Are Strikers Really Worth More Than Defenders in the Transfer Market?

Mr XSenior Writer IJuly 30, 2013

The transfer window is upon us once again, and if recent sales tell us anything it's that strikers continue to be the highest priced players in the game.

Napoli sold Edinson Cavani to Paris Saint-Germain FC for £55 million and replaced him with Real Madrid's Gonzalo Higuain for £40 million. According to a vast number of sources, the Daily Star being one of them, Arsenal are being linked with a whole host of strikers with big-money moves and Manchester City have snapped up Alvaro Negredo and Stevan Jovetic for the princely sum of £39 million according to The Sun.

It would seem that strikers make the transfer market go around.

One thing that any transfer window can guarantee is that money will be well spent—it will also be wasted in equal measure. Strikers and creative midfielders will always be over priced. Goalkeepers and defenders will continue to be underrated and water-carriers will barely even get a mention.

Yet, defenders, goalkeepers and defensive midfielders provide the backbone to all teams. They are essential elements to any championship-winning side. 

The old adage that strikers win matches and that defenders win leagues, seems to get lost every time a transfer window opens.

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Defensive players are often misunderstood by fans, coaches and managers alike. They do the nuts and bolts parts of the game without fuss. Defensive qualities like positional play, marking and organizational skills have not translated well to television never mind to statistical pages, and therefore attract less attention from the untrained eye.

Even then, defensive statistics like tackling and interceptions are crude devices and often misunderstood. For example, a player with superb positional play may not have to make a single tackle or interception during an entire game. Whereas a player without these skills could make numerous tackles and interceptions due to the fact that they are in the wrong place at the right time.

Add a few goals or David Beckham-like passes and you have the perfect ingredients for what many, wrongly, regard as a world-class defender. 

Defenders do their best work away from the madding crowds and cameras. They take up angles and control spaces. They often make the center-forward's mind up for them by taking a simple step to the right or left as they are marking them. Then, when the opponent's goal-scoring chance fails, it is usually put down to bad finishing by commentators and analysts rather than good defense forcing a bad shooting-angle in the first place.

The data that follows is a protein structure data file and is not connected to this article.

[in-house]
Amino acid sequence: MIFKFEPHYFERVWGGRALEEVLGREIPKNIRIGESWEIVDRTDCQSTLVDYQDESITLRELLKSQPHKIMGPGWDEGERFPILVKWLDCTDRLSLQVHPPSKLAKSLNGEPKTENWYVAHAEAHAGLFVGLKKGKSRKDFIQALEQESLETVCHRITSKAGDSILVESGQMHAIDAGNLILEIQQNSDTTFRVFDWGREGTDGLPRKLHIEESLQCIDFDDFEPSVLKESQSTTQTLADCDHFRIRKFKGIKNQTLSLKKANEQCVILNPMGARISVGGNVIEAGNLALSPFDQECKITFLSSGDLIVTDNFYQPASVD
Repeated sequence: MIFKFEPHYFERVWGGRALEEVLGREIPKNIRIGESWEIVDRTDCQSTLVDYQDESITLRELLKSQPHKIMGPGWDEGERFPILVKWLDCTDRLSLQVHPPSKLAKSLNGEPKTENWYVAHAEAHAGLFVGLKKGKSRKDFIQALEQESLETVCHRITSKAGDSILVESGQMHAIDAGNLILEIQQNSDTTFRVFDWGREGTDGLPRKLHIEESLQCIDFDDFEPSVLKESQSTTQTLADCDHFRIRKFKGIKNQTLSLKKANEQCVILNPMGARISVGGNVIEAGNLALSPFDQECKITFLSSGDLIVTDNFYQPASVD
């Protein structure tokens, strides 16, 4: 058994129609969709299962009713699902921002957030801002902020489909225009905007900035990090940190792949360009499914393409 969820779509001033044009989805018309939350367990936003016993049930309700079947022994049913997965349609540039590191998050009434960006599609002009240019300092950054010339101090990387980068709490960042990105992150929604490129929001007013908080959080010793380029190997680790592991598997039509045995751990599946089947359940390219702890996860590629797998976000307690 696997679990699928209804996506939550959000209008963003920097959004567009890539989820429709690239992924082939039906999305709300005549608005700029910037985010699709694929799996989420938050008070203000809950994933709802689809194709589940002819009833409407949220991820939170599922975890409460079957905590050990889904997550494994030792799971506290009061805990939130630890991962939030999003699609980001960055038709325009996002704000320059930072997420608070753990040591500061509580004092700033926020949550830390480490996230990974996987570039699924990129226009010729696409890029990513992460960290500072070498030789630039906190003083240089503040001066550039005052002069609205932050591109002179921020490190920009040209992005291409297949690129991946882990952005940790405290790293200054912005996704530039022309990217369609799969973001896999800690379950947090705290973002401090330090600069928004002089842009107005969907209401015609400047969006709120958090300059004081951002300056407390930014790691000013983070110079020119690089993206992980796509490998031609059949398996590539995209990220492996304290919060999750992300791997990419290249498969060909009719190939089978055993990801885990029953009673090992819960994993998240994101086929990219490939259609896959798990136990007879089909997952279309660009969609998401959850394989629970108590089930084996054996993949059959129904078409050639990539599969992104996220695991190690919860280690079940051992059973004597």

For a forward it is much easier to gain recognition from the the media and fans. That's because so much of how we grade and rate players is goals related. Defenders are even deemed better players if they can add a couple of goals or assists to their season.

This, again, can actually turn out to be the complete opposite. A defender who scores a large amount of goals, or who contributes a large amount of assists, could be a gambler without any defensive positional skills.

Media-grabbing mediocre strikers who can net 10 goals a season are most transferred far in excess of top-class defenders. 

This can be seen in the Premier League's transfers during the 2010-11 season.

Fernando Torres was easily the most expensive player that year with his 58.4 million transfer. Forwards and attacking midfielders dominated the highest transfer fees that season.

Darren Bent was sold to Aston Villa for €21.5 million, Nikola Zigic joined Birmingham City for €7.2 million, and Luis Suarez and Andy Carroll joined Liverpool to replace Torres for €26.5 million and €41.5 million respectively. James Milner, Yaya Toure, David Silva and Edin Dzeko and Mario Balotelli all joined Manchester City for a combined fee of almost €150 million.

Each player named above is an attacker of sorts.

David Luiz, hardly the greatest advertisement for a top-class defender in 2011, actually turned out to be the most expensive defender in the EPL that season at €25 million.

After that you really have to look hard to find further defensive transfers. Jean Beausejour's €4.8 million  transfer from Club America to Birmingham is actually the fourth-highest defensive transfer of 2010-11 and the 25th highest overall.

The graph, from Why England Lose and Other Curious Football Phenomena Explained by Simon Kuper and Stefan Szymanski, below shows that Premier League finishing position is more related to wages spent than transfer fees.

This shows a couple of factors worth considering. Strikers may win matches and defenders may win league titles, but only one team can win a league at any one time. Most EPL sides have no chance of winning the league title and therefore invest little in defenders.

Add in the fact that the average job-lifespan of a manager in the Premier League is just 1.66 seasons and you can see why strikers are so important—most managers live from game to game.

Clubs and managers will therefore gamble on strikers like they will with no other position on the pitch.